Monday, December 29, 2008

A rotten lot

Day 2 of the restoration task dawned clear and bright but that was about to change.
The exterior of 629/729 is clad in aluminium sheeting which like all things exposed to the elements, has deteriorated in some areas. Fortunately the corrosion is not extensive and appears as blistering patches.

The "Clean & strip wheel" (a weapon of choice from previous restoration projects)easily cleans up the surface corrosion to reveal a shiny flat surface again.

With a quick clean up from a fine sanding disk the sheet is ready for a coat of primer and eventual painting.

Rain soon stopped our external play so works moved to inside trailer car 729 to make a start on the rotten flooring.

Previous examination had highlighted some wet areas of flooring but we soon discovered that the joists below the plywood floor were in some cases in worse condition than the timber above.

To be able to do a complete assessment the "Cityrail" lino was taken up....

...and the seat plates which had extensive rust and/or seized bots removed.

On the surface most of the plates look good but underneath is a different story.

In recent times damaged floor plates were replaced by stainless steel examples. A great initiative to avoid future problems and one we're keen to continue.

By poking and proding the worst areas of flooring were identified and so the cutting of sections commenced. In some cases complete panels have been sacrificed.

With the panels cut back to sound timber the old panels are lifted....

 reveal the dark secrets underneath. Years of road dirt, sound deadening insulation and moisture make for a pretty grusome environment for timber. With the water held by the sponge like insulation the timber is continually wet and of course rots to the point were it breaks up with a scraper.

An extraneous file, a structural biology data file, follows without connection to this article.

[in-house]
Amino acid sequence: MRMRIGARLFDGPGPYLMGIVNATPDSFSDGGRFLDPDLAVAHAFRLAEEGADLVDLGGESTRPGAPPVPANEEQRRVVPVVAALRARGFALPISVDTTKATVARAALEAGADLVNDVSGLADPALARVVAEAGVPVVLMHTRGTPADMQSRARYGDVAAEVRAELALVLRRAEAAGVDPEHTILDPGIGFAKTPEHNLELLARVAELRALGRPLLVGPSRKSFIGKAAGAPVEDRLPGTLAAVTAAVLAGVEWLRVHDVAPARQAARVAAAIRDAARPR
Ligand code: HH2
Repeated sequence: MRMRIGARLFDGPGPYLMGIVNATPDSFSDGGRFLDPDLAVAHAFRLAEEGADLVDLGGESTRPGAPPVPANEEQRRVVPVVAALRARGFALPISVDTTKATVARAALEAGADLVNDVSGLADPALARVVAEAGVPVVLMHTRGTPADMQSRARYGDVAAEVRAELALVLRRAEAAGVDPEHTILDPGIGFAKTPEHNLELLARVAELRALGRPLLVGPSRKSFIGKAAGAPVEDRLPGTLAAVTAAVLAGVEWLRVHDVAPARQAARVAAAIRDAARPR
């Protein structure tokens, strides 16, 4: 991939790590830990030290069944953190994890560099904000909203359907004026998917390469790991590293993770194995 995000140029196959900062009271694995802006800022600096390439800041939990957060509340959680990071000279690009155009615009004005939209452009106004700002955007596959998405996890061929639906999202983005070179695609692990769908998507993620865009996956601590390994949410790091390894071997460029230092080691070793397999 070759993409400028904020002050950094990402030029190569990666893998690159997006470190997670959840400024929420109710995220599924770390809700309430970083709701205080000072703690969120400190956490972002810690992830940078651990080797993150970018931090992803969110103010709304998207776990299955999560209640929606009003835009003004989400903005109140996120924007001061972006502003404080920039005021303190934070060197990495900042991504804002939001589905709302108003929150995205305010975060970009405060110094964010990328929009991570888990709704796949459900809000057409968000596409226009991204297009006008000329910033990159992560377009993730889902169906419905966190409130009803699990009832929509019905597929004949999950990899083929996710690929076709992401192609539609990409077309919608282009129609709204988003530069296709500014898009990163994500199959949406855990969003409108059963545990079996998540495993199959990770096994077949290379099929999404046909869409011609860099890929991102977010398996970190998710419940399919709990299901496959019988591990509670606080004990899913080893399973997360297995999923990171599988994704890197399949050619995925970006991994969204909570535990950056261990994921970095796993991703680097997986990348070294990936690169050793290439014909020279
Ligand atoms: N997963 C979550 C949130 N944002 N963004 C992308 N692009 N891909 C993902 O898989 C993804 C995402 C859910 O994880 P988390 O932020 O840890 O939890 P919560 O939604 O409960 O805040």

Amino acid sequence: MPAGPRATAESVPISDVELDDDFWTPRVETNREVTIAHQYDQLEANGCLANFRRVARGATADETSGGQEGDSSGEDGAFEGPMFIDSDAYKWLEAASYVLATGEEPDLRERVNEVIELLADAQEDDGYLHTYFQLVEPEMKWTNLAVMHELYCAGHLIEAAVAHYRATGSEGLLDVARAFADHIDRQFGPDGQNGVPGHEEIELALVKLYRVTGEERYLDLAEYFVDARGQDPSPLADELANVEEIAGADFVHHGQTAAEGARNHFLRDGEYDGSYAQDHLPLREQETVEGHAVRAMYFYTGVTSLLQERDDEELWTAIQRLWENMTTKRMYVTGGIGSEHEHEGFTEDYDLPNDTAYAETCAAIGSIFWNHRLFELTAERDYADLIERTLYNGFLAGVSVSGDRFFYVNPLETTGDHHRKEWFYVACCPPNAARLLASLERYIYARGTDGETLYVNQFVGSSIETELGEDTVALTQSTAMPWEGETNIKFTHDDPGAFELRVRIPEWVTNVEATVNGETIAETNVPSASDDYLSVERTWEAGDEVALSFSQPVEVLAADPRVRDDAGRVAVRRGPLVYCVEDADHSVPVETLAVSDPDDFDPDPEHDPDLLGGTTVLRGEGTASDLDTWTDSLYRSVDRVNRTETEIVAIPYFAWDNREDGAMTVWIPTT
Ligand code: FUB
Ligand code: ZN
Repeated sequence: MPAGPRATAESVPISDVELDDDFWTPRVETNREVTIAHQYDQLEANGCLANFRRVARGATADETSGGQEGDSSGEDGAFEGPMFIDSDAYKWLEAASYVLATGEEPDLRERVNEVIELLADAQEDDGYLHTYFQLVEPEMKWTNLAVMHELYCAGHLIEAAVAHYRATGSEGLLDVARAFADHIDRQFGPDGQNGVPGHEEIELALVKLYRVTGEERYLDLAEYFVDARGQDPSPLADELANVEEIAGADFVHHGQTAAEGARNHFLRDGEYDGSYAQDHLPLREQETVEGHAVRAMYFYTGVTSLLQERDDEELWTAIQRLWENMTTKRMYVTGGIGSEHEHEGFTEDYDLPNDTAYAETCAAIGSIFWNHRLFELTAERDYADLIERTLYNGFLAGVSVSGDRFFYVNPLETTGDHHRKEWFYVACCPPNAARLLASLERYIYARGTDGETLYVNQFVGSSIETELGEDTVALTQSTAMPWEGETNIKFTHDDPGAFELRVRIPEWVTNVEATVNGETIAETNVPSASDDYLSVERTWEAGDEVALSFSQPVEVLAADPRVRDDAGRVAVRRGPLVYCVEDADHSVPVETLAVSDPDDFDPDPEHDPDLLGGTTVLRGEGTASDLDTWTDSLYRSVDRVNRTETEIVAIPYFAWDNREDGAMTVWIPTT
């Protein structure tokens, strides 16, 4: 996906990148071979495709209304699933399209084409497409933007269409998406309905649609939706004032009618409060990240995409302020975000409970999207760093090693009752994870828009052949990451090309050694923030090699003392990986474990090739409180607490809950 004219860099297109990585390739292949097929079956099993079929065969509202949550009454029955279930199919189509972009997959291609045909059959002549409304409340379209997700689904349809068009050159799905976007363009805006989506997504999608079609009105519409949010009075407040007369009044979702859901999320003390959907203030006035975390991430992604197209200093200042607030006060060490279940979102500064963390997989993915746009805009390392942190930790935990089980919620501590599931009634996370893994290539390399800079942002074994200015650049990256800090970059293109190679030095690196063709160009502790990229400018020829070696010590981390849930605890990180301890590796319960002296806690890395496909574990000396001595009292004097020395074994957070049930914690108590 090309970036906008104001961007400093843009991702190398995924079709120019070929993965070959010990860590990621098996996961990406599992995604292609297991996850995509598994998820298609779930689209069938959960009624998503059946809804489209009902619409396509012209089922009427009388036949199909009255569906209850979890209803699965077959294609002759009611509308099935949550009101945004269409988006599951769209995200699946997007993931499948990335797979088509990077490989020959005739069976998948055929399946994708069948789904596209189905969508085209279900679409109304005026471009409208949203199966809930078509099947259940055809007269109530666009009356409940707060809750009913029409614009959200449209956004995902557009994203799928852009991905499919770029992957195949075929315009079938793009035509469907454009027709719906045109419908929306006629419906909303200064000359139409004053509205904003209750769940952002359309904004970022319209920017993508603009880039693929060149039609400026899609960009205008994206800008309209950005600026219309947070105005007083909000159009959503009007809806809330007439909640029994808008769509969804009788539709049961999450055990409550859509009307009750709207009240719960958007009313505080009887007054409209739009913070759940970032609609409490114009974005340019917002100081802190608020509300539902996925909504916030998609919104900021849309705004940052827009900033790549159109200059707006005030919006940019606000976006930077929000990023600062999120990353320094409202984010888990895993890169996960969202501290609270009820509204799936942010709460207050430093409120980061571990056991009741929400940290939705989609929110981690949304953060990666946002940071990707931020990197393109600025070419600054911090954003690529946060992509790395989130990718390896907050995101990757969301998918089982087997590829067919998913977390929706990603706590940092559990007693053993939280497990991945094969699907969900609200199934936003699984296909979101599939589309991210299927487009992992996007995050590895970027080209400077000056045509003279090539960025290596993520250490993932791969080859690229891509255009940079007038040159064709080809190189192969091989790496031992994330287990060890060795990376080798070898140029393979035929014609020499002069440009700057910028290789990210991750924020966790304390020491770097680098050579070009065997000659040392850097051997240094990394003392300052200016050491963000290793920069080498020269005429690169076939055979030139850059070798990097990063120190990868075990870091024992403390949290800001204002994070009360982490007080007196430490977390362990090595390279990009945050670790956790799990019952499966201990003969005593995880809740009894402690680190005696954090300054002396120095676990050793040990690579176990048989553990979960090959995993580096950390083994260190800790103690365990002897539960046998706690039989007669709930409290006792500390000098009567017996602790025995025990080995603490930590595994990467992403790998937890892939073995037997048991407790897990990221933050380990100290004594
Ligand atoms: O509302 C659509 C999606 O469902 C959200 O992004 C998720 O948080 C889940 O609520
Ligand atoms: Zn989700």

Not only will some floor panels need replacing but many joists will also be renewed.

Another advantage of lifting the lino is that we are learning whats underneath. The lines of the cars electrical conduit run can clearly be seen staggering their way along the car from side to middle to side.

Having cleaned out the problem underfloor areas another rain storm conveniently revealed the main cause of the water problem.

On close examination it was found that the water didnt leak through the windows as we thought. It enters behind the external upper window strip and then channels down through the body pillars, and emerging at the base of the car side, leaking directly onto the underfloor aluminium sheeting.

Now we know the problem our next task is to fix it!